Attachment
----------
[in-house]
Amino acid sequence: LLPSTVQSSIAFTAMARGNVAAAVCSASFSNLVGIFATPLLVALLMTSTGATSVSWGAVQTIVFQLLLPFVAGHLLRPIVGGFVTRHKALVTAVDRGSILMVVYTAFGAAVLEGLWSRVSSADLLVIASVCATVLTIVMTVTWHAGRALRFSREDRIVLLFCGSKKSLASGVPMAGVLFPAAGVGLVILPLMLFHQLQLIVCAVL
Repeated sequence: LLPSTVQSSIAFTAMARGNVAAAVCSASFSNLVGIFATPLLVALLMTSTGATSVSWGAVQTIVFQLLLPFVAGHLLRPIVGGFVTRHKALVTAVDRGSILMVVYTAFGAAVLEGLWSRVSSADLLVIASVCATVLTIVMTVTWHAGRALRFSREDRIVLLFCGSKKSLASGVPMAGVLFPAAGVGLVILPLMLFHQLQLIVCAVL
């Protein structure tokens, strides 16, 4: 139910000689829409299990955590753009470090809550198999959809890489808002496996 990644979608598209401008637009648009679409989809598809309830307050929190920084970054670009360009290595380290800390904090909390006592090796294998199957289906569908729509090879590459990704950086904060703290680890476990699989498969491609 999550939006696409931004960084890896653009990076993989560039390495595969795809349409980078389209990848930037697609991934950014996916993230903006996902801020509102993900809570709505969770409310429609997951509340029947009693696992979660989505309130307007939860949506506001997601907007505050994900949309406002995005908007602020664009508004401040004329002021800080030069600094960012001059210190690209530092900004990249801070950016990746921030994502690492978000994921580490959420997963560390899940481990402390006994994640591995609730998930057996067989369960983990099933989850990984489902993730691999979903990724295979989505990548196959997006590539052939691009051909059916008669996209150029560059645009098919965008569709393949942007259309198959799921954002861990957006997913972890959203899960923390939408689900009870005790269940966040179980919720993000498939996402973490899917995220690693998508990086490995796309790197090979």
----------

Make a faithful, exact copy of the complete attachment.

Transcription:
[in-house]
Amino acid sequence: LLPSTVQSSIAFTAMARGNVAAAVCSASFSNLVGIFATPLLVALLMTSTGATSVSWGAVQTIVFQLLLPFVAGHLLRPIVGGFVTRHKALVTAVDRGSILMVVYTAFGAAVLEGLWSRVSSADLLVIASVCATVLTIVMTVTWHAGRALRFSREDRIVLLFCGSKKSLASGVPMAGVLFPAAGVGLVILPLMLFHQLQLIVCAVL
Repeated sequence: LLPSTVQSSIAFTAMARGNVAAAVCSASFSNLVGIFATPLLVALLMTSTGATSVSWGAVQTIVFQLLLPFVAGHLLRPIVGGFVTRHKALVTAVDRGSILMVVYTAFGAAVLEGLWSRVSSADLLVIASVCATVLTIVMTVTWHAGRALRFSREDRIVLLFCGSKKSLASGVPMAGVLFPAAGVGLVILPLMLFHQLQLIVCAVL
């Protein structure tokens, strides 16, 4: 139910000689829409299990955590753009470090809550198999959809890489808002496996 990644979608598209401008637009648009679409989809598809309830307050929190920084970054670009360009290595380290800390904090909390006592090796294998199957289906569908729509090879590459990704950086904060703290680890476990699989498969491609 999550939006696409931004960084890896653009990076993989560039390495595969795809349409980078389209990848930037697609991934950014996916993230903006996902801020509102993900809570709505969770409310429609997951509340029947009693696992979660989505309130307007939860949506506001997601907007505050994900949309406002995005908007602020664009508004401040004329002021800080030069600094960012001059210190690209530092900004990249801070950016990746921030994502690492978000994921580490959420997963560390899940481990402390006994994640591995609730998930057996067989369960983990099933989850990984489902993730691999979903990724295979989505990548196959997006590539052939691009051909059916008669996209150029560059645009098919965008569709393949942007259309198959799921954002861990957006997913972890959203899960923390939408689900009870005790269940966040179980919720993000498939996402973490899917995220690693998508990086490995796309790197090979």